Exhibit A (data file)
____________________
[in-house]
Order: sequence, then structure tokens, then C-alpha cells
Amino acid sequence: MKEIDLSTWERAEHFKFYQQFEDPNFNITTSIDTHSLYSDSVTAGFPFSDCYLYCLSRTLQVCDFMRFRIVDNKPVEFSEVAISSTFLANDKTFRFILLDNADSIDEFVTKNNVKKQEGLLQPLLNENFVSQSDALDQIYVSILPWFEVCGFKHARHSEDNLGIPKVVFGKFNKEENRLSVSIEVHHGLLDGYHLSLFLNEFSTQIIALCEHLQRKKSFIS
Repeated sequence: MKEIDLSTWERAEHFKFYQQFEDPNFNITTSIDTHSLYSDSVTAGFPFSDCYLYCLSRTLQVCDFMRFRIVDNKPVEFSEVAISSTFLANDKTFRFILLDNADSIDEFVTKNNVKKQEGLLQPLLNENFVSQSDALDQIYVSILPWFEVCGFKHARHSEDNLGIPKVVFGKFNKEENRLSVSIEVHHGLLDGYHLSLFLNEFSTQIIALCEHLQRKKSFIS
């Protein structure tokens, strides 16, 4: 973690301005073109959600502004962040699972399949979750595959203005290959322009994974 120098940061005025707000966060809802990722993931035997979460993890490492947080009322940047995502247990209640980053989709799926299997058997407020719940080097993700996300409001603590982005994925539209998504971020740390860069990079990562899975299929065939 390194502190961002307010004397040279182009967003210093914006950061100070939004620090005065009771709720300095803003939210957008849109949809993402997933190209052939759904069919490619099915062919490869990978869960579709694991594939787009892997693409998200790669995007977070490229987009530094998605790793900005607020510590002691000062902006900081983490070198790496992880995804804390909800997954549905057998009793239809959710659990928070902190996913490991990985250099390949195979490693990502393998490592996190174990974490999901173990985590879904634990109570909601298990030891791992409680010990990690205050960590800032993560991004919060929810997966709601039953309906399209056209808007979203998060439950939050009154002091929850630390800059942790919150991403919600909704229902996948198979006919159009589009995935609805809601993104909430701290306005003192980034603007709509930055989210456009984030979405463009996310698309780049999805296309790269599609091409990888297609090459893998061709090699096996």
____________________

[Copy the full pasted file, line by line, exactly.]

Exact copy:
[in-house]
Order: sequence, then structure tokens, then C-alpha cells
Amino acid sequence: MKEIDLSTWERAEHFKFYQQFEDPNFNITTSIDTHSLYSDSVTAGFPFSDCYLYCLSRTLQVCDFMRFRIVDNKPVEFSEVAISSTFLANDKTFRFILLDNADSIDEFVTKNNVKKQEGLLQPLLNENFVSQSDALDQIYVSILPWFEVCGFKHARHSEDNLGIPKVVFGKFNKEENRLSVSIEVHHGLLDGYHLSLFLNEFSTQIIALCEHLQRKKSFIS
Repeated sequence: MKEIDLSTWERAEHFKFYQQFEDPNFNITTSIDTHSLYSDSVTAGFPFSDCYLYCLSRTLQVCDFMRFRIVDNKPVEFSEVAISSTFLANDKTFRFILLDNADSIDEFVTKNNVKKQEGLLQPLLNENFVSQSDALDQIYVSILPWFEVCGFKHARHSEDNLGIPKVVFGKFNKEENRLSVSIEVHHGLLDGYHLSLFLNEFSTQIIALCEHLQRKKSFIS
């Protein structure tokens, strides 16, 4: 973690301005073109959600502004962040699972399949979750595959203005290959322009994974 120098940061005025707000966060809802990722993931035997979460993890490492947080009322940047995502247990209640980053989709799926299997058997407020719940080097993700996300409001603590982005994925539209998504971020740390860069990079990562899975299929065939 390194502190961002307010004397040279182009967003210093914006950061100070939004620090005065009771709720300095803003939210957008849109949809993402997933190209052939759904069919490619099915062919490869990978869960579709694991594939787009892997693409998200790669995007977070490229987009530094998605790793900005607020510590002691000062902006900081983490070198790496992880995804804390909800997954549905057998009793239809959710659990928070902190996913490991990985250099390949195979490693990502393998490592996190174990974490999901173990985590879904634990109570909601298990030891791992409680010990990690205050960590800032993560991004919060929810997966709601039953309906399209056209808007979203998060439950939050009154002091929850630390800059942790919150991403919600909704229902996948198979006919159009589009995935609805809601993104909430701290306005003192980034603007709509930055989210456009984030979405463009996310698309780049999805296309790269599609091409990888297609090459893998061709090699096996």